Kharkiv, Ukraine – January, 31, 2022: A column of armored personnel carriers rides on a winter road. Ukraine prepares to defend its country from Russian invasion.
Ukraine/Russia: PEN urges peaceful solution to deteriorating situation
PEN Norway with other PEN centres call for a peaceful solution that respects the rights to all in Ukraine, through peaceful dialogue and full respect for freedom of expression.
PEN Norway, alongside PEN International, the worldwide association of writers, and PEN Ukraine are gravely concerned about the rapidly deteriorating situation in Ukraine, with Russia ordering troops over the Ukrainian border and threatening to escalate the use of military force. We call for a peaceful solution that respects the rights to all in Ukraine, through peaceful dialogue and full respect for freedom of expression, in line with the PEN Charter.
Eight years since Russia’s unrecognised ‘annexation’ of Crimea in violation of international law and the de facto control by pro-Russian armed groups of the self-proclaimed ‘republics’ in the Donbas, the human rights situation in Ukraine continues to raise severe concerns. Over 14,000 people have been killed, nearly 1.45 million people have been internally displaced, and scores of journalists have been detained, kidnapped, tortured, or otherwise harassed solely for carrying out their work. Violations of international human rights and international humanitarian law – or the laws of war – in occupied Crimea persist. Meanwhile, Russia has been accused of being behind a string of cyber-attacks against Ukraine, which recently targeted its defence ministry. On 17 February 2022, the shelling of schools and residential areas in the Donbas injured civilians and damaged civilian infrastructure. On 21 February, President Putin recognized the self-proclaimed ‘Donetsk People’s Republic’ and ‘Luhansk People’s Republic’ as independent states – in breach of international law – and sent in troops, ostensibly as ‘peacekeepers’.
‘All individuals have a right to peace, free expression and free assembly. Ukrainian people have already suffered eight long years of violence, including military aggression, sophisticated information warfare and occupation of part of the Ukrainian territory by Russia. As PEN members, we abide by our Charter and pledge ourselves to do our utmost to dispel all hatreds and to champion the ideal of one humanity living in peace and equality in one world. We are deeply concerned by the worsening situation in Ukraine, and the threat that further bloodshed would have on all people in Ukraine and to the peace, security, and hopes of all throughout the region. We call once again on all parties to do all within their powers to ensure a peaceful resolution to the armed conflict in Ukraine through peaceful dialogue and end the use of propaganda that is fueling the violence’, said Burhan Sonmez, PEN International president.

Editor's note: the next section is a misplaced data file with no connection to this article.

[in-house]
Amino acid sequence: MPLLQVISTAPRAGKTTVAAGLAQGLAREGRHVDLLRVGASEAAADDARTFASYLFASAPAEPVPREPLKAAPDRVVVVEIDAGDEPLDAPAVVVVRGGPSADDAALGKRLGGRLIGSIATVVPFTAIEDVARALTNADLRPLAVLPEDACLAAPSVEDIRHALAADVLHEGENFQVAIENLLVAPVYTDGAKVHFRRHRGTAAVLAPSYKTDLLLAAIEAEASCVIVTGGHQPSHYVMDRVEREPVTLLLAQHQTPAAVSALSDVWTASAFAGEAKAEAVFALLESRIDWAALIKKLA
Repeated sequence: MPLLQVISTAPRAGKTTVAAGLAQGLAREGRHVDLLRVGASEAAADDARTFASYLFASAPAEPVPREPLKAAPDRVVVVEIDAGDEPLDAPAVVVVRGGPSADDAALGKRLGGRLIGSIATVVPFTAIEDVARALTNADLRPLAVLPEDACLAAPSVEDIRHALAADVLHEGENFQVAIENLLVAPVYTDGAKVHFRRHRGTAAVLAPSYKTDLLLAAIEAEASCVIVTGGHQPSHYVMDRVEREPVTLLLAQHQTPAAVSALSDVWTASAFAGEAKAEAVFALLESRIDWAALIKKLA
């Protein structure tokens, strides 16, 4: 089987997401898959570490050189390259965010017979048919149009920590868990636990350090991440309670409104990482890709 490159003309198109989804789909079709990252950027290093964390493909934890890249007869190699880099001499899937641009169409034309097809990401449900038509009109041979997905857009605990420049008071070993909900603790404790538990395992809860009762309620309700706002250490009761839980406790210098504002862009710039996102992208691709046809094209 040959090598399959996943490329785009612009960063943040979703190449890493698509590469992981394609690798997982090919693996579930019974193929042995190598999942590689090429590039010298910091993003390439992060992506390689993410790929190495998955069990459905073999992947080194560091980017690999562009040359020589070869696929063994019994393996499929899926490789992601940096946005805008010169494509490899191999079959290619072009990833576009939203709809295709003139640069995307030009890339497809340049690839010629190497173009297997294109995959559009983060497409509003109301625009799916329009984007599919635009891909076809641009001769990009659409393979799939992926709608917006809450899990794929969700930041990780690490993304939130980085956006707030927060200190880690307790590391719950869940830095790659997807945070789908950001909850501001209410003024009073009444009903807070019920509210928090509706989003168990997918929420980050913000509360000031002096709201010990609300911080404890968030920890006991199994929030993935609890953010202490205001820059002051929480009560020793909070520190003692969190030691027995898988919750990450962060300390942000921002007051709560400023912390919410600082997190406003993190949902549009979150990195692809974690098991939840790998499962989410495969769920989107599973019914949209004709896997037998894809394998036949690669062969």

‘The hybrid war waged by Russia against Ukraine for eight years is now turning into a conventional one, in which casualties among soldiers and civilians could number in the hundreds of thousands. Europe has not been able to defend European values on its territory, of which Ukraine is a part. We are no longer at the edge of the abyss; we are already holding one foot over it. If the leaders of the free world do not make a last decisive attempt to stop the war that the Russian Federation so wants to unleash, it will be safe to say: the Second World War taught humanity nothing! I appeal to all free people of our planet – do everything possible to protect the freedom and independence of Ukraine. There can be no free and safe Europe without a free and independent Ukraine!’, said Andriy Kurkov, PEN Ukraine president.
We deplore the threat to peace and free expression caused by President Putin’s refusal to accept the rights of Ukraine’s people to debate their future allegiance and history without Moscow’s interference. The annexation of Crimea, the crossing of troops in the Donbas, and his unwarranted concentration of forces in the region, whether along Western borders or in the Black Sea, must cease. The sovereignty, independence, and territorial integrity of Ukraine ought to be respected. Multi-lateral fora for the avoidance of conflict and misunderstanding should be used, and freedom of expression and access to information both in Ukraine and Russia fully protected.